However, not only do we not have a reliable solution, we also don’t fully understand the problem yet. And we must stop feigning that we do! What we do know is that the problem is bigger than what we eat and how we exercise. To that end, so must the interventions be.
While many of the interventions proposed by the AAP appear well-meaning and comprehensive. They are equally unrealistic for the vast majority of the people they are intended to serve. And some of the recommendations will surely be considered barbaric and abusive when studied by generations to come. Namely, the recommended use of poorly studied medications and irreversible surgical procedures for our children with high BMIs. My reaction to those recommendations…. those are hard to put into a whisper.
The reality is this. When large organizations like the AAP create guidelines such as these, I’m certain they take great care in the entire process. In fact, it was evident in much of the article contents as they were detailed, thorough, and addressed various important points including mental health and eating disorders. But in today’s world, no one is reading the fine print. They’re reading the headlines and watching the Reels. And the message they’re receiving from the AAP is a dangerous one-- one that endorses strong drugs and risky surgeries for our growing children. We don’t yet know the consequences of all of this. Likewise, I don’t know what exactly my son will be faced with. But I do know that it’s time to “worry.” And it’s time to whisper as loud as we can to protect our children.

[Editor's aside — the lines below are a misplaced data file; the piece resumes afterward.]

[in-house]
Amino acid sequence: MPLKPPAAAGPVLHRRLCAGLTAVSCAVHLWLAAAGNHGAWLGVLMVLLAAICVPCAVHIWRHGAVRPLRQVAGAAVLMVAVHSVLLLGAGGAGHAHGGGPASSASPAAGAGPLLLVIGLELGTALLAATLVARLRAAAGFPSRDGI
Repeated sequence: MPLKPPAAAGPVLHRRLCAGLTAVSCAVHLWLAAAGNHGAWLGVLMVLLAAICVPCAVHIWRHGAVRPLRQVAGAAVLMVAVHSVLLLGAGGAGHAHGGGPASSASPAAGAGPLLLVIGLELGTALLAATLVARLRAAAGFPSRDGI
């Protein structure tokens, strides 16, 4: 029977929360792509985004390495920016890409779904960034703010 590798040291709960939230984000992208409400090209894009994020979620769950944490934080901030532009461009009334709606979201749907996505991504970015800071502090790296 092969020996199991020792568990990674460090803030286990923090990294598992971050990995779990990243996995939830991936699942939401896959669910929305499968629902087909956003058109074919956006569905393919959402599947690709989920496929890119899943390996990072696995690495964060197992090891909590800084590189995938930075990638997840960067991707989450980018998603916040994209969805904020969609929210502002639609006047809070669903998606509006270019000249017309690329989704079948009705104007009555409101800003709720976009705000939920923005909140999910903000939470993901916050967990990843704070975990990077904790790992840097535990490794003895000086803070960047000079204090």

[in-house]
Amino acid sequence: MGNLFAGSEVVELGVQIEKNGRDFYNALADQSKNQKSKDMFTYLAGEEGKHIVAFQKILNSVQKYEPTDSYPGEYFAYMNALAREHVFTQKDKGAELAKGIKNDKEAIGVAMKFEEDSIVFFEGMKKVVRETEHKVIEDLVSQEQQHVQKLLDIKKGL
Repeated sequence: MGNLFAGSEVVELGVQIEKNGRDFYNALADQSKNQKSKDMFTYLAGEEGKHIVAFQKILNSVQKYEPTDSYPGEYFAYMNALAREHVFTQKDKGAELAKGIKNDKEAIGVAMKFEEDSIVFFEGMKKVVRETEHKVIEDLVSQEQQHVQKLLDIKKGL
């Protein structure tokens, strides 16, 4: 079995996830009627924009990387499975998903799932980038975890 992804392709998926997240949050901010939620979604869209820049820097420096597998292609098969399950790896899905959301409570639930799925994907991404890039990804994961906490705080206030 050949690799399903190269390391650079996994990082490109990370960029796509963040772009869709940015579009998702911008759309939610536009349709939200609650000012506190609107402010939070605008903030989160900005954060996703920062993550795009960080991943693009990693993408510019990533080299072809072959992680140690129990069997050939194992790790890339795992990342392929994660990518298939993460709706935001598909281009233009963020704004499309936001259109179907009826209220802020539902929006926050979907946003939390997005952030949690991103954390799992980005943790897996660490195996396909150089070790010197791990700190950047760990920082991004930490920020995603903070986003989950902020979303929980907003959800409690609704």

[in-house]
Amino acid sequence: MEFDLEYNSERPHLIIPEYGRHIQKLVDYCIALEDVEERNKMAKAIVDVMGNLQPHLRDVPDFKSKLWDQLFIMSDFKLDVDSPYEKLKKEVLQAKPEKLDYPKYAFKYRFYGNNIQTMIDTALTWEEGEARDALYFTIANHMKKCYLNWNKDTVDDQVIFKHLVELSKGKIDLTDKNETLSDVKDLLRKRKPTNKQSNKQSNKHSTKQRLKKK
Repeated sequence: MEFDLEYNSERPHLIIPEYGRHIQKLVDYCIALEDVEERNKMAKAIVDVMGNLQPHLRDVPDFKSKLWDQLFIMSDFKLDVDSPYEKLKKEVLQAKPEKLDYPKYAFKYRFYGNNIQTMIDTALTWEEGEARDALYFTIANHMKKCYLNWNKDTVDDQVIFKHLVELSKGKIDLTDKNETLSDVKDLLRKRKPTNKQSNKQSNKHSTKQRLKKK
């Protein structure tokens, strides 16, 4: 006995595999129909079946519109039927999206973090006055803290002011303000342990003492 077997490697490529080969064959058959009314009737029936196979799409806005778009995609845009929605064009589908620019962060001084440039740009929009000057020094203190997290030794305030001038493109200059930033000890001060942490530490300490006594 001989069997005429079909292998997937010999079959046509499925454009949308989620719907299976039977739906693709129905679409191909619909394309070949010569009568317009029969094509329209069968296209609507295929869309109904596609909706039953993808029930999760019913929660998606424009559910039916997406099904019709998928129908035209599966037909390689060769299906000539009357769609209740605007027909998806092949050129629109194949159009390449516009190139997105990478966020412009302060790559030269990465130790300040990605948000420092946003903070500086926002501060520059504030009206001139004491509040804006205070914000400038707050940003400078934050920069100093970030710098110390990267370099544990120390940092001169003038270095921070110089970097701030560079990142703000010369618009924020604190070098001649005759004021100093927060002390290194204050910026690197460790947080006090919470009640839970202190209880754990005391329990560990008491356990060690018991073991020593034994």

About the Author:
Natalie Loschiavo is a registered and licensed dietitian in Pennsylvania and Delaware. She owns a private practice outside of Philadelphia that specializes in working with individuals with eating disorders in addition to many other nutrition-related conditions. Natalie has provided medical nutrition therapy for children, adolescents, adults and families for well over a decade and sits on the board as a medical liaison for the Southwest Philadelphia chapter of the International Association of Eating Disorder Professionals. In addition to her professional career, Natalie is the mother to her 12 month old son, Lincoln, and lives in the suburbs of Philadelphia with her family.